Knowledge: HTML5 vs. Flash
It’s been years since the announcement of HTML5 and yet the HTML5 vs. Flash debate continues to rage on among developers or reviewers. Everywhere you look, from newspapers to magazines to the Internet, you’re swamped with articles about advantages and disadvantages of these two technologies, often offering conflicting advice about which oneis the better solution. So, with all the noise on this subject circling in the technology stratosphere, how do you make a decision on which one in HTML5 and flash is best for you?
Adobe Flash is a multimedia platform and a RIA tool used for adding vivid animation and interactivity to ads, games and various types of web pages. For the time being it can be said that Flash is the most popular platform for developing Rich Internet Applications, providing a large suite of tools that are both powerful and easy to use.
HTML5 is a markup language for the World Wide Web (for structuring and presenting content), and a fundamental technology of Internet. It is the fifth revision of the popular hypertext markup language (HTML) standard created in the '90s. The innovation in HTML5 is that it natively supports multimedia contents and provides features for allowing scriptable rendering of 2D shapes.
Comparison of HTML5 and Flash
Flash has the ability to specify measurements in sub-pixel increments. This can result in a crisper and generally more pleasant appearance of Flash web sites. When confronted with CSS and HTML measurements on a sub-pixel scale, web browsers will round either up or down, depending on the browser, which leads to inconsistency and unreliability in the display of those pages. Flash offers webcam support, while HTML and related technologies did not until recently.
There are, however, people working on adding "device support" (device API) to the HTML5 specification, which would allow for videoconferencing, access to webcams, microphones, USB-thumbdrives and other USB- or serial devices.
2. Software support
The latest version of the Adobe Flash Player runs on Microsoft Windows, Mac OS X, Linux, Android 2.2-4.0.x (Flash has been released for 4.0, but Adobe has announced that they will discontinue support for Android 4.1 and higher.), RIM QNX and Google TV. Earlier versions run on PlayStation 3 (Flash 9), and PSP (Flash 6). Adobe Flash Lite runs on Wii, Symbian, Maemo Linux, Windows Mobile, and Chumby. Apple does not allow Flash to run on iOS, the operating system which runs on iPad, iPhone, iPod Touch and Apple TV. Apple stated that it had no plans to do so. In February 2012, Adobe announced it would discontinue development of Flash Player on Linux for all browsers except Google Chrome by dropping the support for NPAPI and using only Chrome’s PPAPI.
All web browsers support HTML and other Web standards to various degrees. As of March 2011 versions of browsers such as Internet Explorer, Firefox, Chrome, Safari, and Opera implement HTML5 to a large degree. However, many Internet users continue using older browsers such as Internet Explorer 8 (the highest version available to users of Windows XP), so portions of the HTML5 specification do not work with a significant fraction of browsers still in use.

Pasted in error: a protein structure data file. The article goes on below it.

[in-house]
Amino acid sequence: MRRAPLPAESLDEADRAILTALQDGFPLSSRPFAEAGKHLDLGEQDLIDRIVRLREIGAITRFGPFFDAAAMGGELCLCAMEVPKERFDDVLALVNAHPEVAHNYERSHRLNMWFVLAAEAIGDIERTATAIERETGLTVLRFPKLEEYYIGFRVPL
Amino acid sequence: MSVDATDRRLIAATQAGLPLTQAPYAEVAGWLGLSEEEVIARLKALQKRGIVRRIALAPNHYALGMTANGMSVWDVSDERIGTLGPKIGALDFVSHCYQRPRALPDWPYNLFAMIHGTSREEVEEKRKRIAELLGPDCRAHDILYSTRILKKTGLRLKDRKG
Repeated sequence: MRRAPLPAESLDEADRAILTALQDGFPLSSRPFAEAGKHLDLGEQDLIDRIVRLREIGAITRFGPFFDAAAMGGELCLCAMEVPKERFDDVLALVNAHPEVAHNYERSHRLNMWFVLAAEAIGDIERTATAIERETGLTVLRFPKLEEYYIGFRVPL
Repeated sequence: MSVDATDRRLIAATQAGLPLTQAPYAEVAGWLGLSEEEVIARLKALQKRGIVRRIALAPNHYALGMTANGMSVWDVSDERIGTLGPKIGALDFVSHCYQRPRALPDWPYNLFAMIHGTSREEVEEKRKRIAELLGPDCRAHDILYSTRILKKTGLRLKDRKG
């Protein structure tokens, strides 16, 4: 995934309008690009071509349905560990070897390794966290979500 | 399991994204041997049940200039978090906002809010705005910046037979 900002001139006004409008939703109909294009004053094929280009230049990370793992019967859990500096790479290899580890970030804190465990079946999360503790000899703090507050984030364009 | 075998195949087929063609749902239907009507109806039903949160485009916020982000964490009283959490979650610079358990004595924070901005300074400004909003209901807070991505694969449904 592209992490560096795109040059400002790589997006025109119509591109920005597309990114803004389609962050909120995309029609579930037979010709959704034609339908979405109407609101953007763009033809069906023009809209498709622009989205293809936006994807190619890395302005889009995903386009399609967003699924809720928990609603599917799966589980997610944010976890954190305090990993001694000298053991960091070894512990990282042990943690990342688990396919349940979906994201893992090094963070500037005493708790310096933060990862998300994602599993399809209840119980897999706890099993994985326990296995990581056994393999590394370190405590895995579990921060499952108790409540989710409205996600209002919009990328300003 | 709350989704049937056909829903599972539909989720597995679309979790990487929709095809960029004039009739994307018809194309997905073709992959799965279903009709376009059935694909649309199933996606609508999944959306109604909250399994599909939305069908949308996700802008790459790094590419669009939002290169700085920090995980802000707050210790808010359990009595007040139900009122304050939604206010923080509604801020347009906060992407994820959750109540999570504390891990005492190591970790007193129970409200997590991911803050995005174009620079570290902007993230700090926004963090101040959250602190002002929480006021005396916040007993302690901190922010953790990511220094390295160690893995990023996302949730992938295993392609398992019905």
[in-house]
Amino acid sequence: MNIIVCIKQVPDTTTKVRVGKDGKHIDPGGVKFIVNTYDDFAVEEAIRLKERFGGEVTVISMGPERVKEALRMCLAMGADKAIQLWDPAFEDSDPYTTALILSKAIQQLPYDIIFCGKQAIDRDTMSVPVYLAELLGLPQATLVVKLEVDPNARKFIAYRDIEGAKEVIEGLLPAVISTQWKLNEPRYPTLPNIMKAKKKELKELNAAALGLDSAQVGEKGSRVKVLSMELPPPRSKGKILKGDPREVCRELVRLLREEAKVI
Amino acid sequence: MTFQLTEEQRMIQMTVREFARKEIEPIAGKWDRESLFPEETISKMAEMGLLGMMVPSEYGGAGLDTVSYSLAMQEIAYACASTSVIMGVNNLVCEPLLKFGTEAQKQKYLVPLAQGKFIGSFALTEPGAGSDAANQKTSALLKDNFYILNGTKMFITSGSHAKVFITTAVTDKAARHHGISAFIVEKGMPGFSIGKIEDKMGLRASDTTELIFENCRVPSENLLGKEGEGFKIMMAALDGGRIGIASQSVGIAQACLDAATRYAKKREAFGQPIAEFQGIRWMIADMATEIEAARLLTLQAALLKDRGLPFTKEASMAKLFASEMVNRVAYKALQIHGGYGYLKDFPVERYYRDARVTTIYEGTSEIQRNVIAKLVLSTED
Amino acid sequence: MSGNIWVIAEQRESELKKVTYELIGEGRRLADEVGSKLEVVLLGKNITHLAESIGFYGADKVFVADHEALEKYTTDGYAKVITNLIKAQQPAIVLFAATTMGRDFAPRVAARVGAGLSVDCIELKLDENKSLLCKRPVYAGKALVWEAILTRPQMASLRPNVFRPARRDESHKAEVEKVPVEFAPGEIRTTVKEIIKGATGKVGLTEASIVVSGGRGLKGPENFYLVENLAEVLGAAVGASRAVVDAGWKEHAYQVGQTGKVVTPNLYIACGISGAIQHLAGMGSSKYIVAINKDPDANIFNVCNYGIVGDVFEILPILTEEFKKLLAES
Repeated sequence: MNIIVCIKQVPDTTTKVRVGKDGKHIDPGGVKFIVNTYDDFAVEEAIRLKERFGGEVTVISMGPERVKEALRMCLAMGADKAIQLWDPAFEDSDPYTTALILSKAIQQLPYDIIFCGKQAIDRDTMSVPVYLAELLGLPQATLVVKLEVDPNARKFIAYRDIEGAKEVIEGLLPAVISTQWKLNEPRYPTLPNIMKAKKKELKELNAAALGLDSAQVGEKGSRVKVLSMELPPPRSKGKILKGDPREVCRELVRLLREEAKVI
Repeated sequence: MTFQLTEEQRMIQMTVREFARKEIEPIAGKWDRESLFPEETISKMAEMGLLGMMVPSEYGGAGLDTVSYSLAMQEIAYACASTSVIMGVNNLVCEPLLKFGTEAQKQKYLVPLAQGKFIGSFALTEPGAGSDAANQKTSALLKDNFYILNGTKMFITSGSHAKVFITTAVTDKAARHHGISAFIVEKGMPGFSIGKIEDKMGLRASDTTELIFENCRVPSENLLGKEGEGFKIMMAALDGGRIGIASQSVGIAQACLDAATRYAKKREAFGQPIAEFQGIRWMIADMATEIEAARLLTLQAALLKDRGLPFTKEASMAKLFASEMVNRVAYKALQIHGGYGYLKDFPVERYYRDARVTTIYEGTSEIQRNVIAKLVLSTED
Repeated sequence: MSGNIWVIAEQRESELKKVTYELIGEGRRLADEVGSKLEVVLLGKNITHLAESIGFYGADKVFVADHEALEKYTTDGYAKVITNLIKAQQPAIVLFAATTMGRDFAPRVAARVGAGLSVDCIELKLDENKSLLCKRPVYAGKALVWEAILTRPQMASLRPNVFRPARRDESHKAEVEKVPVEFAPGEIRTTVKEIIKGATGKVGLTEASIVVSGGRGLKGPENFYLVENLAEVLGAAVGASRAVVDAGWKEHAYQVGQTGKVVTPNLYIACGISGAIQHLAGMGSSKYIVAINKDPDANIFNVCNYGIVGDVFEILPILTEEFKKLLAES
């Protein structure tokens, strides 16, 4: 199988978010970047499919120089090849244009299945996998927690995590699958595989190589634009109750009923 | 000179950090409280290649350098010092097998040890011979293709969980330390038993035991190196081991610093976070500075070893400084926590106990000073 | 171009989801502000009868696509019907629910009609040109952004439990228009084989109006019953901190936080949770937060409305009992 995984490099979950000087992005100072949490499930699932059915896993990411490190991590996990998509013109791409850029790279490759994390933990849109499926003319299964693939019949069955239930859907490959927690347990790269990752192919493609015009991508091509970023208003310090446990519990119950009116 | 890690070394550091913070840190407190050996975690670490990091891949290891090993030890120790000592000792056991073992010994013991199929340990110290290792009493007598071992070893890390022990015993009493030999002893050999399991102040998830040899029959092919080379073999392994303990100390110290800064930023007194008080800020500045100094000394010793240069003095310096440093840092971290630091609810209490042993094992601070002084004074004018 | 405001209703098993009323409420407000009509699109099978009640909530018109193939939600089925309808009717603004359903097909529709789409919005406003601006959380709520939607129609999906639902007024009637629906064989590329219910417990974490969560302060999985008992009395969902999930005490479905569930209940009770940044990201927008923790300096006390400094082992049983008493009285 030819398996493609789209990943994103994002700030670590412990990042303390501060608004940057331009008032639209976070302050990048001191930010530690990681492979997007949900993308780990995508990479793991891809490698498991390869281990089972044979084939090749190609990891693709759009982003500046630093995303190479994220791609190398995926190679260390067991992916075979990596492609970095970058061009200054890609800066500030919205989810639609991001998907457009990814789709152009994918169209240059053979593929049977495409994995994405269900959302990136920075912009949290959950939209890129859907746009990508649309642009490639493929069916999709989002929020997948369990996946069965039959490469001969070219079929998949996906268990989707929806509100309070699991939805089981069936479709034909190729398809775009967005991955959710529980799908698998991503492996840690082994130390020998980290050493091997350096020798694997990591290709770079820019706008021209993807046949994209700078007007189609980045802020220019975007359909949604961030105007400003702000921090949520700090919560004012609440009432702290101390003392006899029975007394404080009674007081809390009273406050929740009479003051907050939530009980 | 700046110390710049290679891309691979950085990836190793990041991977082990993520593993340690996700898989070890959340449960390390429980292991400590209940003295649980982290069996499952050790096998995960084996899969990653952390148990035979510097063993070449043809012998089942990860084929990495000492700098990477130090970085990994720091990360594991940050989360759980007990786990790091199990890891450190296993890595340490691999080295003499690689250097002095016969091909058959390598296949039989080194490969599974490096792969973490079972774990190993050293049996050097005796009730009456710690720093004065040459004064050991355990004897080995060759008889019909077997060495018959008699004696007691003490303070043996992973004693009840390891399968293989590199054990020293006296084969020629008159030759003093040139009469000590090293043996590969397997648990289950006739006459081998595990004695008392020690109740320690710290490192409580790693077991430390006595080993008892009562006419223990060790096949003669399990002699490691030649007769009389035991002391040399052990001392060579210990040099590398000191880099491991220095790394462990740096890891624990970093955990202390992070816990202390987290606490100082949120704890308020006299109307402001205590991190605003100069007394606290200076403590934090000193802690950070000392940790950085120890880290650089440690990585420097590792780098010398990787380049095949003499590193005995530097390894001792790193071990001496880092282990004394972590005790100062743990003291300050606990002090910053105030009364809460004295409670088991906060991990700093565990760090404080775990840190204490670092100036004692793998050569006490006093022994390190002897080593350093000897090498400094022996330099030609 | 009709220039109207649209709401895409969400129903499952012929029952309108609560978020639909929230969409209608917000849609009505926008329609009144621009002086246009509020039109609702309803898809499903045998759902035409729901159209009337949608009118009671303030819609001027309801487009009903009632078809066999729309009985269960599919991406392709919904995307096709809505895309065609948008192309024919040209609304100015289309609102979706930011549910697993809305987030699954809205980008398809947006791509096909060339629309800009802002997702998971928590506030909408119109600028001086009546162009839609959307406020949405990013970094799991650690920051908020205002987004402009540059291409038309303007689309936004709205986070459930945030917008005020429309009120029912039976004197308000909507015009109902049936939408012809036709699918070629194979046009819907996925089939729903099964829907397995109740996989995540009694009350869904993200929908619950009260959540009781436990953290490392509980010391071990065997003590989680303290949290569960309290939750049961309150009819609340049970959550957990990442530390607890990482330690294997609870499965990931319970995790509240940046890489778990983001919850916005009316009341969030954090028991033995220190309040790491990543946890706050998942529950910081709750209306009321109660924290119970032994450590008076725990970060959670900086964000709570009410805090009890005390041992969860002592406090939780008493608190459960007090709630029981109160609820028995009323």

Some users – especially those on Mac OS X and Linux – have complained about the relatively high CPU usage of Flash for video playback. This was partially because the Flash plugin did not use the GPU to render video. Adobe has responded to some of those criticisms in the 10.1 and 10.2 releases of the Flash plugin by offloading H.264 video decoding to dedicated hardware and by introducing a new video API called Stage Video. In addition, the use of the newer ActionScript 3.0 inside Flash movies instead of the older ActionScript 2.0 improves code execution speed by a factor of around 10. But older websites that use ActionScript 2.0 will not benefit from this. The software routines written by developers can also affect the performance of applications built in Flash, reasons that would affect HTML5 animations as well.
An HTML vs Flash comparison in 2010, listed non-Flash technologies as being slower than Flash when used for non-video animations, but in January 2012 some of them were faster.
4. Usage statistics
Flash Player usage statistics according to Adobe: 85% of the most-visited web sites use Flash, 75% of web video is viewed using the Flash Player, 98% of enterprises rely on the Flash Player, and 70% of web games are made in Flash. Some video sites, including YouTube, Vimeo and blip.tv, have implemented support for HTML5 video.
5. Search engines
Both Flash content and HTML content can be indexed by Google, Yahoo!, and Bing, although bi-directional text (e.g., Hebrew) is not supported by Google. Yahoo! added support for indexing Flash sites in 2008, although Google had been able to index them for several years before that. Bing added support for Flash sites in 2010.
6. iOS Devices
Apple has been promoting HTML5 as an alternative to Flash for video and other content on the iOS, citing performance reasons for not allowing Adobe Flash Player to be installed on iOS devices, including the iPhone, iPod touch and iPad. Flash applications can be packaged as native iOS applications using the Adobe Integrated Runtime and the iOS Packager.